Since the fall of the Soviet Union and the end of Communist rule in the Czech Republic, there has been a steady increase of the Russian business presence in Karlovy Vary. In the 19th century, it became a popular tourist destination, especially known for international celebrities visiting for spa treatment. The city is also known for the Karlovy Vary International Film Festival, which is one of the oldest in the world and has become one of Europe's major film events. And also for the popular Czech liqueur Becherovka. The glass manufacturer Moser Glass is located in Karlovy Vary. The famous Karlovarské oplatky (Carlsbad spa wafers) originated in the city in 1867. The city has also given its name to the delicacy known as "Carlsbad plums". These plums (usually quetsch) are candied in hot syrup, then halved and stuffed into dried damsons; this gives them a very intense flavour. The city has been used as the location for a number of film-shoots, including the 2006 films Last Holiday and box-office hit Casino Royale, both of which used the city's Grandhotel Pupp in different guises.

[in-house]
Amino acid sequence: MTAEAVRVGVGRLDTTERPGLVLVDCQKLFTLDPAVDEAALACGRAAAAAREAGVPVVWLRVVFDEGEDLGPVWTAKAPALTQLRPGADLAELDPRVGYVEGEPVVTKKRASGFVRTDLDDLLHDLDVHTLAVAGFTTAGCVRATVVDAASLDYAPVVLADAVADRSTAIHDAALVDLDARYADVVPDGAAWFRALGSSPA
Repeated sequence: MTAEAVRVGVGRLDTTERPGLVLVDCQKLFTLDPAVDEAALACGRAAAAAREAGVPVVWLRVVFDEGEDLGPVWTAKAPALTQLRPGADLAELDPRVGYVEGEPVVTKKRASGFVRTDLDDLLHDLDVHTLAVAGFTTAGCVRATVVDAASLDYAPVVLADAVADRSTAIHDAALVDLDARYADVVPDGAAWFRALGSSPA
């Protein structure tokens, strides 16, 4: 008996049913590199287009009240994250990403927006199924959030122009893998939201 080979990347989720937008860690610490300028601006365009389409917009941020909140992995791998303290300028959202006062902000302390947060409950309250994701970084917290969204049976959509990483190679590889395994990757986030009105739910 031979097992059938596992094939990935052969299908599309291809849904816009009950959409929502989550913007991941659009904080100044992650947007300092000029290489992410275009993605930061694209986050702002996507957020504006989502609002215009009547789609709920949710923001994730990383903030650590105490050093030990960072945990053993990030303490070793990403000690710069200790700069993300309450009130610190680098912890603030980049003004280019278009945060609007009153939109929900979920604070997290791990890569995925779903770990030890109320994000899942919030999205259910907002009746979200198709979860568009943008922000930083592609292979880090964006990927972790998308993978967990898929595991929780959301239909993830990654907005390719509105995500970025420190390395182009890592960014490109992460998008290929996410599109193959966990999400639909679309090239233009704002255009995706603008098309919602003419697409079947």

Notable people associated with Karlovy Vary

    •    Peter I of Russia visited Karlovy Vary in 1711

    •    Mustafa Kemal Atatürk, founder of the Republic of Turkey, as well as its first President, visited Karlsbad in 1918 for spa treatments

    •    František Běhounek, scientist and novelist, died here

    •    Johann Wolfgang Goethe, German poet, novelist, philosopher, scientist

    •    Princess Michael of Kent (born Baroness Marie Christine Agnes Hedwig Ida von Reibnitz), a member of the British Royal Family, was born in January 1945, prior to the expulsion of the German population later that year.